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A computer screen displaying stock information is reflected in the window of a booth where a broker is monitoring the markets at Karachi's Stock Exchange Feb. 6, 2012.


Markets were in a jittery mood on Monday as talks dragged on between Greek political leaders over a fresh austerity package that is required if the debt-ridden country is to get a crucial bailout package.

The leaders of the parties backing Greece's coalition government are set to hold a second day of emergency talks over austerity measures that rescue creditors are demanding in return for more money. Prime Minister Lucas Papademos will meet with negotiators from the euro zone and the International Monetary Fund in the afternoon and then with the leaders of the three parties backing his coalition.

The parties all publicly oppose steep cuts in private sector pay demanded by the euro zone and IMF, but their backing is needed for the government to reach a deal for the bailout, which must be approved by the Greek Parliament. The new €130-billion ($171-billion U.S.) bailout deal is vital for Greece to avoid bankruptcy next month as it cannot cover a €14.5-billion bond repayment due March 20 without the rescue funds.

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The bailout's implementation also depends on Greece's progress in separate talks with banks and other private bondholders to forgive €100-billion in Greek debt, in exchange for a cash payment and new bonds with more lenient repayment terms.

"Time is running out," said Lee Hardman, an analyst at The Bank of Tokyo-Mitsubishi UFJ.

Fears that a deal won't emerge have reinforced concerns of a disorderly Greek debt default that could send shock waves round the global economy. That's kept investors on edge on Monday, even though market sentiment has been fairly buoyant of late following a run of strong U.S. economic data, notably last Friday's forecast-busting jobs figures for January.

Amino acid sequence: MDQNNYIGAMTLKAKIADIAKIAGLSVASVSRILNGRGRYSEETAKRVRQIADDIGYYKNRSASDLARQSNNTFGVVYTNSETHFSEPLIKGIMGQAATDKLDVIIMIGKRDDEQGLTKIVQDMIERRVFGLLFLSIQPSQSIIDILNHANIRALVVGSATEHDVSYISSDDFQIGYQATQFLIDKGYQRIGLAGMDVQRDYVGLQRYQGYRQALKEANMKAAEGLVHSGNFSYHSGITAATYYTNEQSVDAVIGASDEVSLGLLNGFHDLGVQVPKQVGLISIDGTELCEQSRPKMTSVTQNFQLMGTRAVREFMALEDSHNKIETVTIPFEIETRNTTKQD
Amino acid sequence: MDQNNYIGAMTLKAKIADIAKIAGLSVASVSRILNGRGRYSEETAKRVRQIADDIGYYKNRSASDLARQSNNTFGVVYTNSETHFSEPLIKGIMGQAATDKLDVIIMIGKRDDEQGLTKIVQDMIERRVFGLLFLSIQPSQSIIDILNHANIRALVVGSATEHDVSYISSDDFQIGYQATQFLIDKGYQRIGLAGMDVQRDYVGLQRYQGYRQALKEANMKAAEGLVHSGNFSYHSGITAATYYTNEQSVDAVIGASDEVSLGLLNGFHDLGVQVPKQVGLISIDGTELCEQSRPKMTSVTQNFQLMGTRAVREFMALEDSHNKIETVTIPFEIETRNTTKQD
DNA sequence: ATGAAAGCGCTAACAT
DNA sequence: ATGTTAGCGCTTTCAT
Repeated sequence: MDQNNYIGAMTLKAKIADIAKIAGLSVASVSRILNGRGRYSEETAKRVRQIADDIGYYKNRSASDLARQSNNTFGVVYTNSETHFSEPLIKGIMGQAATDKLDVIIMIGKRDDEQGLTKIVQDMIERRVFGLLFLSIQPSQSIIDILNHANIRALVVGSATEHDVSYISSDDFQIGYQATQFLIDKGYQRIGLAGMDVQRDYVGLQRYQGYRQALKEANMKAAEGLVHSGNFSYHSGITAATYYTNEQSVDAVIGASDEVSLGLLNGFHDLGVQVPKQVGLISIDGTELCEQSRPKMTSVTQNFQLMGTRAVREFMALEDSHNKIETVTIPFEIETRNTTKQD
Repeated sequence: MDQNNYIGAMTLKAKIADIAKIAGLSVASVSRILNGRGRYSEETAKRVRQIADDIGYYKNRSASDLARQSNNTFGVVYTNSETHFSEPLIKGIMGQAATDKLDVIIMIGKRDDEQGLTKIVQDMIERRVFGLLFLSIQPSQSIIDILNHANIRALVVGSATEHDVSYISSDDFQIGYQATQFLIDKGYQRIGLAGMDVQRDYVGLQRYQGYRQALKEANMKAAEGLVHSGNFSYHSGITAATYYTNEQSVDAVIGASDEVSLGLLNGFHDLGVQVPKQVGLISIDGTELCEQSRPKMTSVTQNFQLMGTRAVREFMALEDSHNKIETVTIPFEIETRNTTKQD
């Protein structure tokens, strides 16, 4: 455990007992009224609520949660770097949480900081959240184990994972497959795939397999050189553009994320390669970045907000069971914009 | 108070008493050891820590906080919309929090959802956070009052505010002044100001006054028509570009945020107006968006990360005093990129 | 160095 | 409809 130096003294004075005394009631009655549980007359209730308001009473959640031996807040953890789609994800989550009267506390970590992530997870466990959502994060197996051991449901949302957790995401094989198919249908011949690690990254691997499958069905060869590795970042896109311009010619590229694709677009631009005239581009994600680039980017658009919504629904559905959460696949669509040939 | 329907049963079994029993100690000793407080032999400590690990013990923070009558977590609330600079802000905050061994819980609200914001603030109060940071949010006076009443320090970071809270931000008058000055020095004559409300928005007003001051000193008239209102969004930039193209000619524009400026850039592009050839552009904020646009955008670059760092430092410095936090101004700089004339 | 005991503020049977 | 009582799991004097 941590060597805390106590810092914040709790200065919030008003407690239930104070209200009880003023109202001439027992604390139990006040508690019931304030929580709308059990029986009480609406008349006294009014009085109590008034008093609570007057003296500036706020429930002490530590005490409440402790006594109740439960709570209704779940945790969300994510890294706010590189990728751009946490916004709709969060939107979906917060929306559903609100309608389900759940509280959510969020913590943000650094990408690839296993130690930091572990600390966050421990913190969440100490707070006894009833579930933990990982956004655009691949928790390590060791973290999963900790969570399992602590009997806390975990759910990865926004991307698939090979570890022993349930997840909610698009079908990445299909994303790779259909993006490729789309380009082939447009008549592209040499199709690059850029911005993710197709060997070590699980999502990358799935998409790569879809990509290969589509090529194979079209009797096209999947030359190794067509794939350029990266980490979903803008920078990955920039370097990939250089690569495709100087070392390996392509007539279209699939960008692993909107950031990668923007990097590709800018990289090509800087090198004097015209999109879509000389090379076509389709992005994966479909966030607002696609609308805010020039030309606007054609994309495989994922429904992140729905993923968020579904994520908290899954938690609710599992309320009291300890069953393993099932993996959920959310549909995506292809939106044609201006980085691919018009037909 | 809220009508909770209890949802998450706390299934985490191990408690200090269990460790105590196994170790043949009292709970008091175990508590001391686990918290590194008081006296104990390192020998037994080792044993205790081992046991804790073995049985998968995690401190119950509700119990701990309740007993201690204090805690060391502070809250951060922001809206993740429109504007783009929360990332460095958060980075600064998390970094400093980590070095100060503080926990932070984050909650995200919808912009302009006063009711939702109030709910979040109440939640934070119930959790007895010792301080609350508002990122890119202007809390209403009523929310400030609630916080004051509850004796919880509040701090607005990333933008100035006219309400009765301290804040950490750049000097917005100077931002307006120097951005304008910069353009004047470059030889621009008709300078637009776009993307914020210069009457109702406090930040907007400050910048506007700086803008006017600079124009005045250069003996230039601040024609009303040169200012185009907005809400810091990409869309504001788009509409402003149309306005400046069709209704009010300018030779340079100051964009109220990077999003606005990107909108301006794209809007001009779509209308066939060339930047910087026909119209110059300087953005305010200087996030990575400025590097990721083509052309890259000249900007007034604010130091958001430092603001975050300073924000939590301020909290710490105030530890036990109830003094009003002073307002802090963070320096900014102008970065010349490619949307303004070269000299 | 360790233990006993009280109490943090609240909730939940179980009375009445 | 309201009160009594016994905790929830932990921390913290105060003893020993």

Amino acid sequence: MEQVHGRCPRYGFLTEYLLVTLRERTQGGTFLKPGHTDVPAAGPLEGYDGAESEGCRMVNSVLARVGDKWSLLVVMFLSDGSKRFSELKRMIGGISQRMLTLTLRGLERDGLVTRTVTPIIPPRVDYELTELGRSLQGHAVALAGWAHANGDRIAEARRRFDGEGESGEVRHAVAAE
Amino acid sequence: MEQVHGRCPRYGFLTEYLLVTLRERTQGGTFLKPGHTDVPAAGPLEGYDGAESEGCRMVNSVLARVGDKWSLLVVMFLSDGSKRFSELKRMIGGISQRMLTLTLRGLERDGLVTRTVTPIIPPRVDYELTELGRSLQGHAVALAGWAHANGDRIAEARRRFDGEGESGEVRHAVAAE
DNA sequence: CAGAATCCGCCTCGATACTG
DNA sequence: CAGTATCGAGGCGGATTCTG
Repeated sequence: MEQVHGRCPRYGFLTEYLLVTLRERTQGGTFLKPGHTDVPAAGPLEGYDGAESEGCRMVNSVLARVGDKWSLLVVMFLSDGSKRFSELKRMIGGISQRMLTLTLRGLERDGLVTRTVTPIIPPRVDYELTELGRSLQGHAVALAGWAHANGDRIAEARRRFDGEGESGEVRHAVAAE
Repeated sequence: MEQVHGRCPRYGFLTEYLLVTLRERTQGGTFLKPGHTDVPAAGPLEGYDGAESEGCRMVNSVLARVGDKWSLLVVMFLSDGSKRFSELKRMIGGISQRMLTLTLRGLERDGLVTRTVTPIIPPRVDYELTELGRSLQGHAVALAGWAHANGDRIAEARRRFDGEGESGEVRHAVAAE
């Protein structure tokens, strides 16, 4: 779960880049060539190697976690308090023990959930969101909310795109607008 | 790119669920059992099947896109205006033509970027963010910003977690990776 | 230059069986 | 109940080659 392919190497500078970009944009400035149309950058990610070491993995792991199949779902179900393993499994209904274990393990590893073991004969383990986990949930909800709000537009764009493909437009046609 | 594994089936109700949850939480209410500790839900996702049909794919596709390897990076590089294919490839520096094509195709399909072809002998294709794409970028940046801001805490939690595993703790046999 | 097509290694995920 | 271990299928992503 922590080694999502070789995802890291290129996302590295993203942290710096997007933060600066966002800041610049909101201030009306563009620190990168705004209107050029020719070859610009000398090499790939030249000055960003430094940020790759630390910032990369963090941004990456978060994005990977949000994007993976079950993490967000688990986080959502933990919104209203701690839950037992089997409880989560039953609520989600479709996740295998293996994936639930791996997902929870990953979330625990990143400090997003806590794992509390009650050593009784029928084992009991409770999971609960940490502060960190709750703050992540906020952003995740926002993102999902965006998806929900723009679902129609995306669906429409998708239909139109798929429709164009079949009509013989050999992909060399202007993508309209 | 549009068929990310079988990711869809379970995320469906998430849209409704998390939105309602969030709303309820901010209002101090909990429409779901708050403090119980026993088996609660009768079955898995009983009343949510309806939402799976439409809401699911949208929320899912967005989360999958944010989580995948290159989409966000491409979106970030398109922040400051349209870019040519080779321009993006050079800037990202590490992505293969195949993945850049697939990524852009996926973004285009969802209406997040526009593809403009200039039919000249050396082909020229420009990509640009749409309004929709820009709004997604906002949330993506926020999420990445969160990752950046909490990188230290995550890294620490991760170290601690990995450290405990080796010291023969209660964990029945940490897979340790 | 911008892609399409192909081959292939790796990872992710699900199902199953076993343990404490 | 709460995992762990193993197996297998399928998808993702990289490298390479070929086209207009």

In Europe, the FTSE 100 index of leading British shares was down 0.5 per cent at 5,871 while Germany's DAX fell 0.7 per cent to 6,720. The CAC-40 in France was 1.3 per cent lower at 3,384.

Wall Street was also poised for a lower opening following its rally on Friday, when government figures showed the U.S. economy generated a bigger than expected 243,000 jobs in January, pushing the unemployment rate down to 8.3 per cent. Dow futures were down 0.4 per cent at 12,744 while the broader Standard & Poor's 500 futures fell 0.6 per cent at 1,332.

The euro was also under pressure as investors awaited developments in Athens — the currency was trading 0.8 per cent lower at $1.3041.

Oil prices tracked the broader market trends, with benchmark oil for March delivery down $1.17 at $96.67 a barrel in electronic trading on the New York Mercantile Exchange.

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Greece will likely remain the focal point over the week, though a raft of corporate earnings, particularly in Europe, and a host of central bank meetings could garner some interest. The European Central Bank's monthly policy meeting on Thursday could be crucial in determining market expectations of whether there will be further interest rate reductions. Meanwhile, many traders think the Bank of England will clear the way to inject more money into the U.K. economy in the hope of boosting lending.

Earlier Asian shares mostly traded higher as investors there had their first chance to respond to join in the advance generated by Friday's upbeat jobs data.

Japan's Nikkei 225 index rose 1.1 per cent to close at 8,929.20, its highest closing in more than three months but Hong Kong's Hang Seng lost 0.2 per cent to 20,709.94. Benchmarks in Singapore and mainland China also rose.

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